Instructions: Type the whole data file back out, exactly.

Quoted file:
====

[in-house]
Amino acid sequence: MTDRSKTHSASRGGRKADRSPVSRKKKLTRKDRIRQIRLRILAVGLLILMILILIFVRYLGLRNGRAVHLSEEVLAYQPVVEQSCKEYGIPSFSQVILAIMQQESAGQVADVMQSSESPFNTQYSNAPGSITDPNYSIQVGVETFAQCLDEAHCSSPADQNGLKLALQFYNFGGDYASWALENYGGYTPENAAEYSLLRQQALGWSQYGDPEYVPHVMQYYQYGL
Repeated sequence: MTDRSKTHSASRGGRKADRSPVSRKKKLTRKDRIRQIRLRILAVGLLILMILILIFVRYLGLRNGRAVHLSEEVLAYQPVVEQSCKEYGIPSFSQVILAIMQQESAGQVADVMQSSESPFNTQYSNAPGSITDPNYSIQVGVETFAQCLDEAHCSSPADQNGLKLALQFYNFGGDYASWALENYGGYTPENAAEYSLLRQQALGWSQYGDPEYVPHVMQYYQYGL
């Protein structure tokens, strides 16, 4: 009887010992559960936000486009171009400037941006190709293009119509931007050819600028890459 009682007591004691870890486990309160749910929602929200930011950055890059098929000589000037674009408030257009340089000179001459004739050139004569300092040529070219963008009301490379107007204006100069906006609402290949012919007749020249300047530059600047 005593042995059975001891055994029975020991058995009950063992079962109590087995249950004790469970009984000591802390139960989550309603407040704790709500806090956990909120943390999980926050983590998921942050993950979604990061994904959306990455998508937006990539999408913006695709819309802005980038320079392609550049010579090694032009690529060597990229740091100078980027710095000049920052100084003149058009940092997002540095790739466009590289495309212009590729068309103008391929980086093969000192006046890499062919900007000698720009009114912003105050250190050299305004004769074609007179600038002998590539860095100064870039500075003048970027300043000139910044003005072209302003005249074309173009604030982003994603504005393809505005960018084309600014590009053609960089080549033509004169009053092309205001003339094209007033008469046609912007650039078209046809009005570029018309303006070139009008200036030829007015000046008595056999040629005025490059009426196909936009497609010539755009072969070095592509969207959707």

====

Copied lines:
[in-house]
Amino acid sequence: MTDRSKTHSASRGGRKADRSPVSRKKKLTRKDRIRQIRLRILAVGLLILMILILIFVRYLGLRNGRAVHLSEEVLAYQPVVEQSCKEYGIPSFSQVILAIMQQESAGQVADVMQSSESPFNTQYSNAPGSITDPNYSIQVGVETFAQCLDEAHCSSPADQNGLKLALQFYNFGGDYASWALENYGGYTPENAAEYSLLRQQALGWSQYGDPEYVPHVMQYYQYGL
Repeated sequence: MTDRSKTHSASRGGRKADRSPVSRKKKLTRKDRIRQIRLRILAVGLLILMILILIFVRYLGLRNGRAVHLSEEVLAYQPVVEQSCKEYGIPSFSQVILAIMQQESAGQVADVMQSSESPFNTQYSNAPGSITDPNYSIQVGVETFAQCLDEAHCSSPADQNGLKLALQFYNFGGDYASWALENYGGYTPENAAEYSLLRQQALGWSQYGDPEYVPHVMQYYQYGL
């Protein structure tokens, strides 16, 4: 009887010992559960936000486009171009400037941006190709293009119509931007050819600028890459 009682007591004691870890486990309160749910929602929200930011950055890059098929000589000037674009408030257009340089000179001459004739050139004569300092040529070219963008009301490379107007204006100069906006609402290949012919007749020249300047530059600047 005593042995059975001891055994029975020991058995009950063992079962109590087995249950004790469970009984000591802390139960989550309603407040704790709500806090956990909120943390999980926050983590998921942050993950979604990061994904959306990455998508937006990539999408913006695709819309802005980038320079392609550049010579090694032009690529060597990229740091100078980027710095000049920052100084003149058009940092997002540095790739466009590289495309212009590729068309103008391929980086093969000192006046890499062919900007000698720009009114912003105050250190050299305004004769074609007179600038002998590539860095100064870039500075003048970027300043000139910044003005072209302003005249074309173009604030982003994603504005393809505005960018084309600014590009053609960089080549033509004169009053092309205001003339094209007033008469046609912007650039078209046809009005570029018309303006070139009008200036030829007015000046008595056999040629005025490059009426196909936009497609010539755009072969070095592509969207959707």